Lynch had two years left on his contract, and speculation was swirling that the Seahawks might part with him after the 2014 season. So, he just wanted to get some kind of financial commitment out of the Hawks.
The team offered to convert $1 million in game roster bonuses and incentives in 2014 to guaranteed money, along with $500,000 from his 2015 salary. Even as Lynch held out for the first week of training camp, they reportedly did not budge off the original offer from earlier in the offseason. And they also had threatened to follow through on their right to fine him if he did not report after the first week.
Lynch basically got a $500,000 bump last season — but it came from the 2015 salary. Of course, he ended up signing a new three-year deal this offseason anyway.
There is much less wiggle room for Chancellor.
He has three years left on the five-year, $29 million deal he signed in 2013, and he simply is unhappy that his 2014 pay will be $4.55 million — even though it is nearly all guaranteed and he already has made $12.5 the past two seasons.
He reportedly wants the Seahawks to pay it forward — turning most of his $4.55 million for this year and $5.1 million for 2016 into a signing bonus. The Hawks aren’t going to do that because it would mean they would have to do it for Michael Bennett and any other star who grew unhappy with his deal at some point (which is all of them).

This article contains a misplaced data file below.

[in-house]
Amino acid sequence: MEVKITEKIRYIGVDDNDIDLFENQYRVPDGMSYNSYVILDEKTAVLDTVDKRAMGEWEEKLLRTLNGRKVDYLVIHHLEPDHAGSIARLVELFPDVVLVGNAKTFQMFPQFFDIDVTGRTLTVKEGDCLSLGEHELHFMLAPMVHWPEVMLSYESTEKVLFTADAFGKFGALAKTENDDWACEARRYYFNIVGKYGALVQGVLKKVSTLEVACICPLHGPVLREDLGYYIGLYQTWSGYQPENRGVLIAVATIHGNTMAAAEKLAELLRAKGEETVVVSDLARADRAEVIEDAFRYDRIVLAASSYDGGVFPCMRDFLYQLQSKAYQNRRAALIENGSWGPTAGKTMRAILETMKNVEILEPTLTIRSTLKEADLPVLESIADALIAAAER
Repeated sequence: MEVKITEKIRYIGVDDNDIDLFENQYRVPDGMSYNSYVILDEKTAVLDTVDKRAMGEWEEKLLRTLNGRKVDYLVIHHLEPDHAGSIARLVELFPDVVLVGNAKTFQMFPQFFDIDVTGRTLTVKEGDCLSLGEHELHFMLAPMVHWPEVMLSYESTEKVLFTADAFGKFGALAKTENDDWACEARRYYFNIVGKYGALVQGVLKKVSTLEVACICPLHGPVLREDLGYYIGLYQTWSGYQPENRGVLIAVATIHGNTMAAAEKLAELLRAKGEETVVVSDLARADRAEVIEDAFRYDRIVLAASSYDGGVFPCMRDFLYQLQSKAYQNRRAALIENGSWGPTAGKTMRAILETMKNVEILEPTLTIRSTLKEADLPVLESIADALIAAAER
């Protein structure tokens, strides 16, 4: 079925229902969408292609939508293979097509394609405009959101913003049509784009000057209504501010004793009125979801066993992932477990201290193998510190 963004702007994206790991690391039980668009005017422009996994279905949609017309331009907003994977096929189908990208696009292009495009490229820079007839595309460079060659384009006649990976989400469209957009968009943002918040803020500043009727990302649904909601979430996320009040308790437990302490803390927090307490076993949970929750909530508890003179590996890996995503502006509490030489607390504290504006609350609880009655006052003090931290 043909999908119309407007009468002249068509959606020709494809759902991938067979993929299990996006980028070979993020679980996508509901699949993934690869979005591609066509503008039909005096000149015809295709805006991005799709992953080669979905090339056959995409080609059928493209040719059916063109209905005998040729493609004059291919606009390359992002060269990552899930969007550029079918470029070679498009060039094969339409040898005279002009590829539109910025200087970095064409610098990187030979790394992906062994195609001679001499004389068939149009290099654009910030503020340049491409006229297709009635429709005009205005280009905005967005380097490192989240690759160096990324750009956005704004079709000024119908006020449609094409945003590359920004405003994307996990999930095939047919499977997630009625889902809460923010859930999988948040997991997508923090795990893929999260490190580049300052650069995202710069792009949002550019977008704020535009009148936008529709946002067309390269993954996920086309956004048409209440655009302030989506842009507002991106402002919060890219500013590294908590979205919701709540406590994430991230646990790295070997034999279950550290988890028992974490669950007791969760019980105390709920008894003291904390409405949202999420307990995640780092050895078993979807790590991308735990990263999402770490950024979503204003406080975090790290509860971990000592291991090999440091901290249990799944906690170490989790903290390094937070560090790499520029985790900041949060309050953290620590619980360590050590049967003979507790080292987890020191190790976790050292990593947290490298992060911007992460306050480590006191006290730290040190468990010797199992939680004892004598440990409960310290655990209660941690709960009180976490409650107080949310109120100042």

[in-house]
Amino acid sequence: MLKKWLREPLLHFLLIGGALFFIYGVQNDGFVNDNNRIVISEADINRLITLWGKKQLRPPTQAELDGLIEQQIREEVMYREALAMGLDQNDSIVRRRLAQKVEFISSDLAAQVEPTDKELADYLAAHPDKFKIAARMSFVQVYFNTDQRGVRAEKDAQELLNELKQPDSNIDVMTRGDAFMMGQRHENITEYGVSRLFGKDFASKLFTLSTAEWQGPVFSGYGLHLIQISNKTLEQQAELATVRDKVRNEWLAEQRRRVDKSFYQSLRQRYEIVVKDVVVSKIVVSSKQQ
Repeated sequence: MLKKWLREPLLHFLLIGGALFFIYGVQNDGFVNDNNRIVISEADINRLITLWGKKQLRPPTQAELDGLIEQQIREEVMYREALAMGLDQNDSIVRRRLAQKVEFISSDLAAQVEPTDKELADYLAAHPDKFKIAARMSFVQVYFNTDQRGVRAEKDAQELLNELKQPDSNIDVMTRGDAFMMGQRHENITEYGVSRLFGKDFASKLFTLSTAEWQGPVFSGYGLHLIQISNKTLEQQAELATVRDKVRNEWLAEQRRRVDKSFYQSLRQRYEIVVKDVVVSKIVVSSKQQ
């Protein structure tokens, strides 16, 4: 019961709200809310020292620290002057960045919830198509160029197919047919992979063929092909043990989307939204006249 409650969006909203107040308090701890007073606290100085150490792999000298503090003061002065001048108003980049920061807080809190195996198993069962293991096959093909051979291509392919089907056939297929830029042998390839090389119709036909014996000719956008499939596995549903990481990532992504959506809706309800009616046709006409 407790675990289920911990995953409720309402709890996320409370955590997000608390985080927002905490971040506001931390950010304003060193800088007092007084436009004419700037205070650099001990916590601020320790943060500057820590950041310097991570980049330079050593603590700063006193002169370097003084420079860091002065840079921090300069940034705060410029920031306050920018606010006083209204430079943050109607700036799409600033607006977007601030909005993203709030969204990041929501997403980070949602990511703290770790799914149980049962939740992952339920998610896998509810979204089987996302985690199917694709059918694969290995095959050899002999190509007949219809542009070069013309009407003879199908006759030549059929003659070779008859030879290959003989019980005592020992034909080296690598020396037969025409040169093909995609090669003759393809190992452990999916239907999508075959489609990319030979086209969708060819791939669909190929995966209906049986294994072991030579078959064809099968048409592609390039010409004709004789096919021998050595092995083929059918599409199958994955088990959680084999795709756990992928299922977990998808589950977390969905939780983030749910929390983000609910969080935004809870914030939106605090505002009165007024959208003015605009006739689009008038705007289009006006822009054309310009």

The Hawks reportedly might consider a very team-friendly contract extension that essentially would keep Chancellor under contract for the rest of his career (or — let’s be real — until Seattle let him go). But — beyond their love for Chancellor’s leadership, ability and passion — the Hawks have no incentive to accommodate him.
They also surely are wary of his health — the four-year veteran has never finished an NFL season without major injuries (hip, ankles, knee, etc.). He actually managed to avoid surgery this offseason for the first time in his career, but the simple fact is that his body is not going to last too much longer. It’s easy to see him out of the game in three or four years, so why would the Hawks sign him for longer than that?
The salary cap is another issue. The 2016 cap already is dwindling in the wake of new deals for Russell Wilson and Bobby Wagner, and the Hawks will have to walk a fine line just to re-sign some of their free agents next offseason.
Granted, new extensions for Chancellor and Bennett might actually give the Hawks more cap space for next year. But the negative precedent of redoing deals just a year into them outweighs any cap benefit for Seattle.
Besides, the Hawks have reason to be confident that Chancellor will report fairly soon — he reportedly is very engaged in what is going on with the team, viewing practice film and coaching fill-in starter DeShawn Shead outside the lines.